The Wipers Times: forgotten heroes

The soldiers find a printing press

Ian Hislop and Nick Newman would be the first to agree that much of the credit for their play belongs with the writers of the satirical magazine. But it’s a worthy homage to a forgotten but important fight for freedom.

Comedy and World War One are two things you rarely find together. Great though plays such as Journey’s End and Birdsong are, they’re heavily themed on slaughter and misery and not exactly a barrel of laughs. Where you do get comedies, they tend to be cynical things of the style of Blackadder Goes Forth where chaps get sent charging into machine-gun fire with General Melchett types going “Jolly good show! I’ll see you get your Victoria Crosses.” Under such depictions, you’d be forgiven for thinking that jokes were cancelled from 1914 to 1918. But this is the backdrop to The Wipers’ Times, considered by many a predecessor to Private Eye.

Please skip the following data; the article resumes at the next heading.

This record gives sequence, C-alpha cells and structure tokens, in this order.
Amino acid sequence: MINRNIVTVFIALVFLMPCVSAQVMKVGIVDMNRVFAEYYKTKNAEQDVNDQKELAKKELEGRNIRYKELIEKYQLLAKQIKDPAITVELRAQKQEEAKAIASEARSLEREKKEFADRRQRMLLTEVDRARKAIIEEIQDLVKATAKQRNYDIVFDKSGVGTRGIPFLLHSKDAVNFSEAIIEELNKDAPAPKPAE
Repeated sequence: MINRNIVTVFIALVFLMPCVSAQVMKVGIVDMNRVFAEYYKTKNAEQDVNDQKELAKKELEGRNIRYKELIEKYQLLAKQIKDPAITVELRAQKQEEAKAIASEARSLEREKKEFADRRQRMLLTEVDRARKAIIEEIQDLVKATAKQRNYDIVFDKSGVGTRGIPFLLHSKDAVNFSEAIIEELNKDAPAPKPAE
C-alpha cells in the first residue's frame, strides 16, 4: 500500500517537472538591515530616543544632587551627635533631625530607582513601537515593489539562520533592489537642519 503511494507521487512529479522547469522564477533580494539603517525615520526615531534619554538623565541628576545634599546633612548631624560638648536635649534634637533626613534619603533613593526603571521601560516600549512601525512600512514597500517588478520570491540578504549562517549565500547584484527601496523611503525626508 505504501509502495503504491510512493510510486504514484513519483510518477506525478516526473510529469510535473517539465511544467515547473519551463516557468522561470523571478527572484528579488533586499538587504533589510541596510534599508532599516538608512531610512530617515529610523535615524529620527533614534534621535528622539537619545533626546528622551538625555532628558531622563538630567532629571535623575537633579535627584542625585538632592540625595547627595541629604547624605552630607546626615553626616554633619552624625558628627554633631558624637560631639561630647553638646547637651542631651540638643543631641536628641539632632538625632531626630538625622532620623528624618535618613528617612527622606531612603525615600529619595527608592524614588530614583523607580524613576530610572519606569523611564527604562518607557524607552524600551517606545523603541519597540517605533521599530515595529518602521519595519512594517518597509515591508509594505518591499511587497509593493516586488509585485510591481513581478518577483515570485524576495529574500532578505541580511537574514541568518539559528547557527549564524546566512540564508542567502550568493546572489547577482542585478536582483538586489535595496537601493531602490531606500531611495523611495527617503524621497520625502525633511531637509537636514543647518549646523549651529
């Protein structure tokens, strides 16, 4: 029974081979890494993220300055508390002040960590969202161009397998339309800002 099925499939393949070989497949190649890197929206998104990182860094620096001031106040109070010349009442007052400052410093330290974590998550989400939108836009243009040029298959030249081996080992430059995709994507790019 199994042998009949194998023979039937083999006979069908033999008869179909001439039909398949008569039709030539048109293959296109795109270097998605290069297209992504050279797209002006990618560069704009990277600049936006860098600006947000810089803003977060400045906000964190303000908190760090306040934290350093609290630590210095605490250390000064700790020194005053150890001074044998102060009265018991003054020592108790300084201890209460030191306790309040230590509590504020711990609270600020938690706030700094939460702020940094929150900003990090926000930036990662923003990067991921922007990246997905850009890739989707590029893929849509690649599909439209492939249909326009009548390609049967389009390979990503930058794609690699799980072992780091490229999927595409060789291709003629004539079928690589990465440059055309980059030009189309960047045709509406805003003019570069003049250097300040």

Little wonder, then, that Ian Hislop would choose to champion this, first as a TV series, later as a play. But there is surely another reason why this story is so close to his heart. It was a very important victory for freedom of speech. 100 years earlier you could publish disrespectful cartoons of the ruling class that could get you killed in another country. In 1916, however, press freedom was a joke. Papers on the home front were little more than government propaganda outlets, giving absurdly optimistic accounts of the war and badgering everyone to sign up, alongside trivial stories about which outfits the landed gentry wore this week. The last place one would believe something off-message would be printed was on the Western Front, where insubordinate soldiers were often short-lived. But believe you must, for against all expectations it ran until the war ended. Continue reading